Maende, James Ochieng'. "Perceptions of Community Policing: Interrogating a Process." Kenya: Centre for Minority Rights Development (CEMIRIDE), December 2004.

Ruteere, Matuma and Marie-Emmanuelle Pommerolle, "Democratizing Security or Decentralizing Repression? The Ambiguities of Community Policing in Kenya," African Affairs 102 (2003): 587-604.

Saferworld. Implementing community-based policing in Kenya. London: Saferworld, February 2008.


Kenya Police

UN Development Programme in Kenya

Kenyas Administration Police


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South Africa: Inequitable partnerships in community policing

The South African Police Service (SAPS), for decades a paramilitary force charged with maintaining order in a racially stratified state, underwent a process of transformation.  In the aftermath of apartheid, the government of South Africa embraced the democratic approach to community policing, including its principles in the 1992 interim constitution. Several projects were put in place to transform the former authoritarian apartheid police into a democratic force. A major part of this transformation was the establishment of community policing mandated by the South African Police Act of 1995. National guidelines outline community policing principles and rationale, and provide guidance to police officers and administrators on assessing community needs, evaluating capacity, establishing and working with community police forums and implementing a problem solving approach to policing.  Community police forums and partnerships among the police, the community, and businesses have resulted in a diverse array of new programs. For instance, through community visitors' programs, modeled on the British practice of lay visitors, community members would visit jail cells at local police stations to monitor conditions and report detainee complaints to the station head.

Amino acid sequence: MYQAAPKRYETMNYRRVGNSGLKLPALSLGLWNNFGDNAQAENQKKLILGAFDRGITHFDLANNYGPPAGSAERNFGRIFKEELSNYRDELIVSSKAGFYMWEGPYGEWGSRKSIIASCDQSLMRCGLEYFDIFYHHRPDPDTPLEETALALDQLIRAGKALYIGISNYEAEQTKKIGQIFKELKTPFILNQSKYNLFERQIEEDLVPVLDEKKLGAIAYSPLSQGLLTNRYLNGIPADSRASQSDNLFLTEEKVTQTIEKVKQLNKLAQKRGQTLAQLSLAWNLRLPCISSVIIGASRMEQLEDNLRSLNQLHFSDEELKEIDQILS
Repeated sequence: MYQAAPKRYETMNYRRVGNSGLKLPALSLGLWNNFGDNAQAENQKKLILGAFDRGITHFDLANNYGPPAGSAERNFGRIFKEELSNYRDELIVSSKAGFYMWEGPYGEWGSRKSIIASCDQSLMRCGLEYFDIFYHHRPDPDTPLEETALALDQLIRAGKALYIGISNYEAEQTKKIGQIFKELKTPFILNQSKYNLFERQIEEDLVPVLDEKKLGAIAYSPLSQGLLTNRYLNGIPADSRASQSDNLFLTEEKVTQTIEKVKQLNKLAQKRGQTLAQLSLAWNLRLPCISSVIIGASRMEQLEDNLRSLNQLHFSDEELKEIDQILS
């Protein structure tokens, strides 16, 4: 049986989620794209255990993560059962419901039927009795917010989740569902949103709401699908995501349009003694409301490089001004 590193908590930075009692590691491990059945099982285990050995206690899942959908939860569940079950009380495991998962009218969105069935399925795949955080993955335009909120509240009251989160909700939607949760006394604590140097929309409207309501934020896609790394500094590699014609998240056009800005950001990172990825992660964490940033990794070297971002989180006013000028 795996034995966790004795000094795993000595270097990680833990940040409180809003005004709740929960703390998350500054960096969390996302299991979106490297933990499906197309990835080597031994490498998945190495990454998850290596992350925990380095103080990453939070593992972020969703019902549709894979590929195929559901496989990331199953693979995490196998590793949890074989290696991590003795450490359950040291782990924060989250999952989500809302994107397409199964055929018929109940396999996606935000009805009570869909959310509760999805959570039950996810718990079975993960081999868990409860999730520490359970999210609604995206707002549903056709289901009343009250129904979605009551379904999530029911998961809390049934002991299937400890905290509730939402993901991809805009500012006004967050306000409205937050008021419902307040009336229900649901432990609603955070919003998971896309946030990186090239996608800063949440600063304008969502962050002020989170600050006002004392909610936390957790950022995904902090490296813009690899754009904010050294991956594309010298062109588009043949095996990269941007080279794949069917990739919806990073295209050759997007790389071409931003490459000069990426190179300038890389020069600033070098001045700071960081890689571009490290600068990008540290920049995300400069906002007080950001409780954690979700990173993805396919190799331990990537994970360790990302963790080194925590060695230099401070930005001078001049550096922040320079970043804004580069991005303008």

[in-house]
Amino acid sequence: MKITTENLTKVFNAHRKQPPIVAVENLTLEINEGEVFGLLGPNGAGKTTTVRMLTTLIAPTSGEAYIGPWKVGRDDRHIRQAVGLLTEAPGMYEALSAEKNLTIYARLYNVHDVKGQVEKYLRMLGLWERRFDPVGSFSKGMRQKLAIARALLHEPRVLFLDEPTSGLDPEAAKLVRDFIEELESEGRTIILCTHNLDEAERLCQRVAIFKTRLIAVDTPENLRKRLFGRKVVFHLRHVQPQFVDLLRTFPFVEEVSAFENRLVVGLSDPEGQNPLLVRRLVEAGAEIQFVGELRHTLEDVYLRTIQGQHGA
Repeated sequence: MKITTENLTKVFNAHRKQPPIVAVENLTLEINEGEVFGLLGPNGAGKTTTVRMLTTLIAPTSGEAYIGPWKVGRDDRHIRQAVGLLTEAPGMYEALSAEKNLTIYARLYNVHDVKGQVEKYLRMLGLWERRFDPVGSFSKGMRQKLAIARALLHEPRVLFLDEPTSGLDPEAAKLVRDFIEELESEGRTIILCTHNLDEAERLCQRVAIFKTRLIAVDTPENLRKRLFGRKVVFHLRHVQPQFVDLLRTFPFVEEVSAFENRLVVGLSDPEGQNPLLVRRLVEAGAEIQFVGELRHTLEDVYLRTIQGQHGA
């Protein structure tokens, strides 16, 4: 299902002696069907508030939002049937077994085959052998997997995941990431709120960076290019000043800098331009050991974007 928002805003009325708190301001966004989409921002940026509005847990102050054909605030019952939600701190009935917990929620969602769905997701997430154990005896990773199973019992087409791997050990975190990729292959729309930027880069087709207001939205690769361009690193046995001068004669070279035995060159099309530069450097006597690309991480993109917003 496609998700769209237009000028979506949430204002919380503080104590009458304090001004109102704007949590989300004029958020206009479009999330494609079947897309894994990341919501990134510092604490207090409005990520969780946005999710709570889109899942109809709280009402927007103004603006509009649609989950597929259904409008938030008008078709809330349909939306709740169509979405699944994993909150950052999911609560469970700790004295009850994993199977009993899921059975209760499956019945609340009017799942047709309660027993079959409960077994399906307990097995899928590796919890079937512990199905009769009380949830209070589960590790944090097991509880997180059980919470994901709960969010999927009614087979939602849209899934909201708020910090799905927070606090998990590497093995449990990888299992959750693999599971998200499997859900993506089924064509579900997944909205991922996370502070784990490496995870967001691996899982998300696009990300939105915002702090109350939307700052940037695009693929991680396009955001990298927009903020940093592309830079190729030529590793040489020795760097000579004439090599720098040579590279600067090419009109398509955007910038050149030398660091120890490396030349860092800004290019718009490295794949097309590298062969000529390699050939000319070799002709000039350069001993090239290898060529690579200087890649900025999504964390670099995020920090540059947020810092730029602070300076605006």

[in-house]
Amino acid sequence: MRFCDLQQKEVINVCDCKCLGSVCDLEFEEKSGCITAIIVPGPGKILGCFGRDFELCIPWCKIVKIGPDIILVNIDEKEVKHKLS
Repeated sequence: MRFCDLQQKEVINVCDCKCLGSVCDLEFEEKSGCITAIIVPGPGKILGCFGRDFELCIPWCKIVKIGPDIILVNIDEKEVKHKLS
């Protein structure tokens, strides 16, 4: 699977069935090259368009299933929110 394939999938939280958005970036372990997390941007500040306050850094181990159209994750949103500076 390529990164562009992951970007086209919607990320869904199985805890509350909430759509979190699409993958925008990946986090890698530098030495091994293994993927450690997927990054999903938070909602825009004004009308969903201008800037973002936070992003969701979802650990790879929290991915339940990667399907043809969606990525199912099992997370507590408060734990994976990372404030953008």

The community policing approach was intended to transform the experience of law and order by cultivating trust between the police and the people.  However, studies by South African researchers demonstrated that the expectations of the public and the police were often divergent.  The people within the communities often expected to be included in police initiatives, however the police forces found the forums and negotiations with the members of a community too time consuming, and too soft in the context of increasing crime rates.  Indeed, large sections of the South African Police services were resistant to organizational change which continuously hindered police reform. The police preferred to use the community as the 'eye and ears' for crime control, but then undermined community empowerment by monopolizing information.  Some scholars remarked that the mobilization of the community as a resource for police intelligence, support, and information created an unbalanced relationship, whereby the community became a tool rather than a real partner.  Many of the community policing initiatives failed to change the South African Police Service's traditional organizational culture or improve police-community relations since these initiatives were concerned more with the public image of the police rather than address more critical underlying issues of police accountability and professionalism.